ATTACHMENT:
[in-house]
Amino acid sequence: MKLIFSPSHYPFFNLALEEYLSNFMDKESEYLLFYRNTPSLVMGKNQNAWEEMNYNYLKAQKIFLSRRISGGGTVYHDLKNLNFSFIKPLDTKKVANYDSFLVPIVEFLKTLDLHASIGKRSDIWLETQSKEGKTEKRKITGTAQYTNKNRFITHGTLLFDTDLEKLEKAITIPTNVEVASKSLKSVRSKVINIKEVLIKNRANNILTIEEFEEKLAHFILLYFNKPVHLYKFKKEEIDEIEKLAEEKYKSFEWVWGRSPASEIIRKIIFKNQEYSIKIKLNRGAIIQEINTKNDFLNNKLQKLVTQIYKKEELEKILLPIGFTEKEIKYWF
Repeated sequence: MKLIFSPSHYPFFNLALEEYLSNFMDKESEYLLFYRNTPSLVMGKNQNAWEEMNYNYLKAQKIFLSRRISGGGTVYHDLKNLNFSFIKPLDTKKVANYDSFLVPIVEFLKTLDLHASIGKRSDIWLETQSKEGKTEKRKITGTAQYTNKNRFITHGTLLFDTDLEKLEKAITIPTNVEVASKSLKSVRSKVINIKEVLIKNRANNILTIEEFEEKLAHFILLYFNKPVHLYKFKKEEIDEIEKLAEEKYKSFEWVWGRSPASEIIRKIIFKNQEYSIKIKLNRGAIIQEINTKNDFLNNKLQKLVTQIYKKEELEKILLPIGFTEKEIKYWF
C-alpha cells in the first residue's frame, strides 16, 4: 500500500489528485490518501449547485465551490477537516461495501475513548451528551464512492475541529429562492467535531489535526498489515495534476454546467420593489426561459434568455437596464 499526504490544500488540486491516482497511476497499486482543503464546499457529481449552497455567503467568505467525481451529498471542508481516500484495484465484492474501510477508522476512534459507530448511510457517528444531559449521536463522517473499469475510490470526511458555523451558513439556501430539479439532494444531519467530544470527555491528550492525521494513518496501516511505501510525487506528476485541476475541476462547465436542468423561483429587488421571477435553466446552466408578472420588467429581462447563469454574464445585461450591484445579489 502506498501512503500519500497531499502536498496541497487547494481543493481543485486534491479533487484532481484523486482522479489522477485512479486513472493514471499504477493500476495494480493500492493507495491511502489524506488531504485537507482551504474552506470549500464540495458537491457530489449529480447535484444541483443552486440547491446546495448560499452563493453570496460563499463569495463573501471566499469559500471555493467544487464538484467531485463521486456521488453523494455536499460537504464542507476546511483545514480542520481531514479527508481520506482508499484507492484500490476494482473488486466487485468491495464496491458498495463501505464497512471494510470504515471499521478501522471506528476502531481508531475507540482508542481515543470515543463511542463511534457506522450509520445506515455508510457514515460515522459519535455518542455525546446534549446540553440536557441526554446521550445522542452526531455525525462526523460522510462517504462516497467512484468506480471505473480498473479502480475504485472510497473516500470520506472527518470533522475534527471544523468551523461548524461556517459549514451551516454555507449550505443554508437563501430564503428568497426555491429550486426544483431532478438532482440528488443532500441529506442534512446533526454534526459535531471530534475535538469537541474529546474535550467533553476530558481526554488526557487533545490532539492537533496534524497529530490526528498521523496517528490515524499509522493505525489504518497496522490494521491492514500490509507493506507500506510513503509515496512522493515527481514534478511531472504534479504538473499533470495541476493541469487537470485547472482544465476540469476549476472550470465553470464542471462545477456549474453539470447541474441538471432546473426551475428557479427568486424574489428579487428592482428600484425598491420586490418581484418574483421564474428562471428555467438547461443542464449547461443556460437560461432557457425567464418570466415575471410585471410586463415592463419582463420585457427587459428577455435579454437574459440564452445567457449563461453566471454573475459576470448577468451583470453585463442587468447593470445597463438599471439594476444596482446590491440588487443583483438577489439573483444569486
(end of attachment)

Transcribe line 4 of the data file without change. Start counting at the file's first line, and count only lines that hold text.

C-alpha cells in the first residue's frame, strides 16, 4: 500500500489528485490518501449547485465551490477537516461495501475513548451528551464512492475541529429562492467535531489535526498489515495534476454546467420593489426561459434568455437596464 499526504490544500488540486491516482497511476497499486482543503464546499457529481449552497455567503467568505467525481451529498471542508481516500484495484465484492474501510477508522476512534459507530448511510457517528444531559449521536463522517473499469475510490470526511458555523451558513439556501430539479439532494444531519467530544470527555491528550492525521494513518496501516511505501510525487506528476485541476475541476462547465436542468423561483429587488421571477435553466446552466408578472420588467429581462447563469454574464445585461450591484445579489 502506498501512503500519500497531499502536498496541497487547494481543493481543485486534491479533487484532481484523486482522479489522477485512479486513472493514471499504477493500476495494480493500492493507495491511502489524506488531504485537507482551504474552506470549500464540495458537491457530489449529480447535484444541483443552486440547491446546495448560499452563493453570496460563499463569495463573501471566499469559500471555493467544487464538484467531485463521486456521488453523494455536499460537504464542507476546511483545514480542520481531514479527508481520506482508499484507492484500490476494482473488486466487485468491495464496491458498495463501505464497512471494510470504515471499521478501522471506528476502531481508531475507540482508542481515543470515543463511542463511534457506522450509520445506515455508510457514515460515522459519535455518542455525546446534549446540553440536557441526554446521550445522542452526531455525525462526523460522510462517504462516497467512484468506480471505473480498473479502480475504485472510497473516500470520506472527518470533522475534527471544523468551523461548524461556517459549514451551516454555507449550505443554508437563501430564503428568497426555491429550486426544483431532478438532482440528488443532500441529506442534512446533526454534526459535531471530534475535538469537541474529546474535550467533553476530558481526554488526557487533545490532539492537533496534524497529530490526528498521523496517528490515524499509522493505525489504518497496522490494521491492514500490509507493506507500506510513503509515496512522493515527481514534478511531472504534479504538473499533470495541476493541469487537470485547472482544465476540469476549476472550470465553470464542471462545477456549474453539470447541474441538471432546473426551475428557479427568486424574489428579487428592482428600484425598491420586490418581484418574483421564474428562471428555467438547461443542464449547461443556460437560461432557457425567464418570466415575471410585471410586463415592463419582463420585457427587459428577455435579454437574459440564452445567457449563461453566471454573475459576470448577468451583470453585463442587468447593470445597463438599471439594476444596482446590491440588487443583483438577489439573483444569486